So, the post MBA scramble to get a job may soon be over for me. What have I learned? Well, use the time on the course to consider your options, listen to Brian Marrinan and start job searching early to get a sense of what you want/don’t want; don’t panic when the course finishes as may take time to find the right job (for some it may be back to the area they were keen to exit; as funds are short; for other it may be a case of getting in at a lower level/salary than envisaged to get a start in a new industry) but most of all life is quirky and we must keep our eyes and ears open, we must network and we must ‘chance our arm’ a bit.  And I know all of this because the Smurfit MBA graduate is a formidable package. A package which may not fully reveal itself for months or even years, but which is all about innovation and measured risk taking.

Good luck to all; whether in/out of/or considering entering, the world of the MBA student. It is certain to me that we change during the one/two years, and become better able to read life, not just business. As one lecturer sad to me ‘Everyone on an MBA is in crisis of some sort. The course helps in facilitating life change of one sort or another.’ Let the change begin!

– David Gosling, FT MBA Class of 2011

Give Man Fish…

Give a man a fish, and he’ll eat for a day.

Teach a man to fish, and he’ll eat for his whole life.

If that man innovates fishing methods, he’ll catch more fish than he needs, thus being able to sell the surplus fish, the technology, or both.

In other words, innovation will give the man disposable income.

I attended the Dublin Investment Summit on Friday 30th September 2011. CEOs, entrepreneurs, authors and investors were present to discuss business topics relevant to today’s economy. There were also pitches from companies that were looking for investment (including some very exciting nanotechnology from Vasorum and Alta Science. Continue reading Give Man Fish…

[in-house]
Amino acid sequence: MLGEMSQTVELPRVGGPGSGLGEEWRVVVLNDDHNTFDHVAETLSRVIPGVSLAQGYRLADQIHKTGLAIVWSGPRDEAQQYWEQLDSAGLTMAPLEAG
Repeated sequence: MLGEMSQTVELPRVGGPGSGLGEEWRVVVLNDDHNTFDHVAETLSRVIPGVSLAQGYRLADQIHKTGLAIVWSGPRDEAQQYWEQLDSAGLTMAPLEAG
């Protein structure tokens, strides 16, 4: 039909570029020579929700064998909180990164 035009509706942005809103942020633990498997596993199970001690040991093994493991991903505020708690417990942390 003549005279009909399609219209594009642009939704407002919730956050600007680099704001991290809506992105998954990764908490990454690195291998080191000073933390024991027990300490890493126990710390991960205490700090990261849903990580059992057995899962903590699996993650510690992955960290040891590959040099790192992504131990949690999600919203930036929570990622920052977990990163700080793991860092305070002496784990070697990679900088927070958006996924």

I visited Blackrock this week

I visited Blackrock this week. My first view in a while of the long dipping main street strewn with highbrow establishments such as The Wicked Wolf and the wafting of shampoo fumes from one of the twenty one hairdressers burning my eye balls – I must say it was a delight to be back. As a 2010 / 2011 MBA graduate of Smurfit, the waft of cash burning a hole through the pockets of my D&G carrot chinos while I waded over the slew of board chairmen shouting job offers at me outside Supermacs on Blackrock main street did give me a little reminder that I am pretty much as good as it gets when it comes to business in Ireland. And then I walked into a pole and woke up.

The last few months have been interesting. I have met some amazing people, in marketing, retail, sales, manufacturing, product design and event management. These people are getting on with it. They are making the best of a crippled market and using innovative thinking and creativity to get ahead.